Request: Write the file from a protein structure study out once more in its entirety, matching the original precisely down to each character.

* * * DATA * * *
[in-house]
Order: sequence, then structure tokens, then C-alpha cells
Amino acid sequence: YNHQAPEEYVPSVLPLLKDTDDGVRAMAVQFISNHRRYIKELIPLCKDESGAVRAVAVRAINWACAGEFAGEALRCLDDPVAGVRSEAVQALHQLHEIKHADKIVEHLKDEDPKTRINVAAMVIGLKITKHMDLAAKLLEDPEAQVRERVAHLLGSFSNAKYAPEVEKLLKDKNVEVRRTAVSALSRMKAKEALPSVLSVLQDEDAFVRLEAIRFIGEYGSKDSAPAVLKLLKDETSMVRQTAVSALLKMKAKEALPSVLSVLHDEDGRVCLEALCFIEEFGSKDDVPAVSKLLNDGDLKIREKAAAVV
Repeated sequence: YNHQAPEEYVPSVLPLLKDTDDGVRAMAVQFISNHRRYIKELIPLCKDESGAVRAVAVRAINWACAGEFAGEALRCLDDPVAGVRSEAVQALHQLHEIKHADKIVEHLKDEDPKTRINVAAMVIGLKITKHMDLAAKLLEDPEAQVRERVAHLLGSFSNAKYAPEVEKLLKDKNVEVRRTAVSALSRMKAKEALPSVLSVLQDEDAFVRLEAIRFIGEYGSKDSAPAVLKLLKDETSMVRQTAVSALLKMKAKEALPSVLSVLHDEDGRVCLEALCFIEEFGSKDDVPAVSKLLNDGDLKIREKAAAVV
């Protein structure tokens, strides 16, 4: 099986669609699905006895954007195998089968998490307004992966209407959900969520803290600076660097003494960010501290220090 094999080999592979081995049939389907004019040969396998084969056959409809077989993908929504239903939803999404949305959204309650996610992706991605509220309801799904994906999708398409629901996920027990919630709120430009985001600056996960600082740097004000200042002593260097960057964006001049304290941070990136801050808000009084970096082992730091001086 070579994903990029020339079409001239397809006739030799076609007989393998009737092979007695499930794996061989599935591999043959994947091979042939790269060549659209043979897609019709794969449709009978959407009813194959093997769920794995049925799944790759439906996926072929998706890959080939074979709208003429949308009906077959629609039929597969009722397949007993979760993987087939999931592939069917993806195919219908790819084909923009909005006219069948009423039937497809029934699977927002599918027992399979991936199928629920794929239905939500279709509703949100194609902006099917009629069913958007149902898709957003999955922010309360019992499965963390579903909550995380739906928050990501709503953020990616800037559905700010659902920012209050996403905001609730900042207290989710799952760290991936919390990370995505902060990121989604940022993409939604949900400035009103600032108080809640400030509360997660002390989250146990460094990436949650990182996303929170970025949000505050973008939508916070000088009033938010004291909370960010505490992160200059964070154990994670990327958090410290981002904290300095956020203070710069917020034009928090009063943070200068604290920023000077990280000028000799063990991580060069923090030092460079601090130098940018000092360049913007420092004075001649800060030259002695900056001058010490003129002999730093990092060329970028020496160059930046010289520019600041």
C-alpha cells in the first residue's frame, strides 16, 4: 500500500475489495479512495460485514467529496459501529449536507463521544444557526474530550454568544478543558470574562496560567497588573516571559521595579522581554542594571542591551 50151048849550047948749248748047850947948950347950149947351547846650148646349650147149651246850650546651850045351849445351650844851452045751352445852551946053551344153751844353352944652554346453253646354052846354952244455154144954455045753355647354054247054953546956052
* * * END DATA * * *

[in-house]
Order: sequence, then structure tokens, then C-alpha cells
Amino acid sequence: YNHQAPEEYVPSVLPLLKDTDDGVRAMAVQFISNHRRYIKELIPLCKDESGAVRAVAVRAINWACAGEFAGEALRCLDDPVAGVRSEAVQALHQLHEIKHADKIVEHLKDEDPKTRINVAAMVIGLKITKHMDLAAKLLEDPEAQVRERVAHLLGSFSNAKYAPEVEKLLKDKNVEVRRTAVSALSRMKAKEALPSVLSVLQDEDAFVRLEAIRFIGEYGSKDSAPAVLKLLKDETSMVRQTAVSALLKMKAKEALPSVLSVLHDEDGRVCLEALCFIEEFGSKDDVPAVSKLLNDGDLKIREKAAAVV
Repeated sequence: YNHQAPEEYVPSVLPLLKDTDDGVRAMAVQFISNHRRYIKELIPLCKDESGAVRAVAVRAINWACAGEFAGEALRCLDDPVAGVRSEAVQALHQLHEIKHADKIVEHLKDEDPKTRINVAAMVIGLKITKHMDLAAKLLEDPEAQVRERVAHLLGSFSNAKYAPEVEKLLKDKNVEVRRTAVSALSRMKAKEALPSVLSVLQDEDAFVRLEAIRFIGEYGSKDSAPAVLKLLKDETSMVRQTAVSALLKMKAKEALPSVLSVLHDEDGRVCLEALCFIEEFGSKDDVPAVSKLLNDGDLKIREKAAAVV
């Protein structure tokens, strides 16, 4: 099986669609699905006895954007195998089968998490307004992966209407959900969520803290600076660097003494960010501290220090 094999080999592979081995049939389907004019040969396998084969056959409809077989993908929504239903939803999404949305959204309650996610992706991605509220309801799904994906999708398409629901996920027990919630709120430009985001600056996960600082740097004000200042002593260097960057964006001049304290941070990136801050808000009084970096082992730091001086 070579994903990029020339079409001239397809006739030799076609007989393998009737092979007695499930794996061989599935591999043959994947091979042939790269060549659209043979897609019709794969449709009978959407009813194959093997769920794995049925799944790759439906996926072929998706890959080939074979709208003429949308009906077959629609039929597969009722397949007993979760993987087939999931592939069917993806195919219908790819084909923009909005006219069948009423039937497809029934699977927002599918027992399979991936199928629920794929239905939500279709509703949100194609902006099917009629069913958007149902898709957003999955922010309360019992499965963390579903909550995380739906928050990501709503953020990616800037559905700010659902920012209050996403905001609730900042207290989710799952760290991936919390990370995505902060990121989604940022993409939604949900400035009103600032108080809640400030509360997660002390989250146990460094990436949650990182996303929170970025949000505050973008939508916070000088009033938010004291909370960010505490992160200059964070154990994670990327958090410290981002904290300095956020203070710069917020034009928090009063943070200068604290920023000077990280000028000799063990991580060069923090030092460079601090130098940018000092360049913007420092004075001649800060030259002695900056001058010490003129002999730093990092060329970028020496160059930046010289520019600041």
C-alpha cells in the first residue's frame, strides 16, 4: 500500500475489495479512495460485514467529496459501529449536507463521544444557526474530550454568544478543558470574562496560567497588573516571559521595579522581554542594571542591551 50151048849550047948749248748047850947948950347950149947351547846650148646349650147149651246850650546651850045351849445351650844851452045751352445852551946053551344153751844353352944652554346453253646354052846354952244455154144954455045753355647354054247054953546956052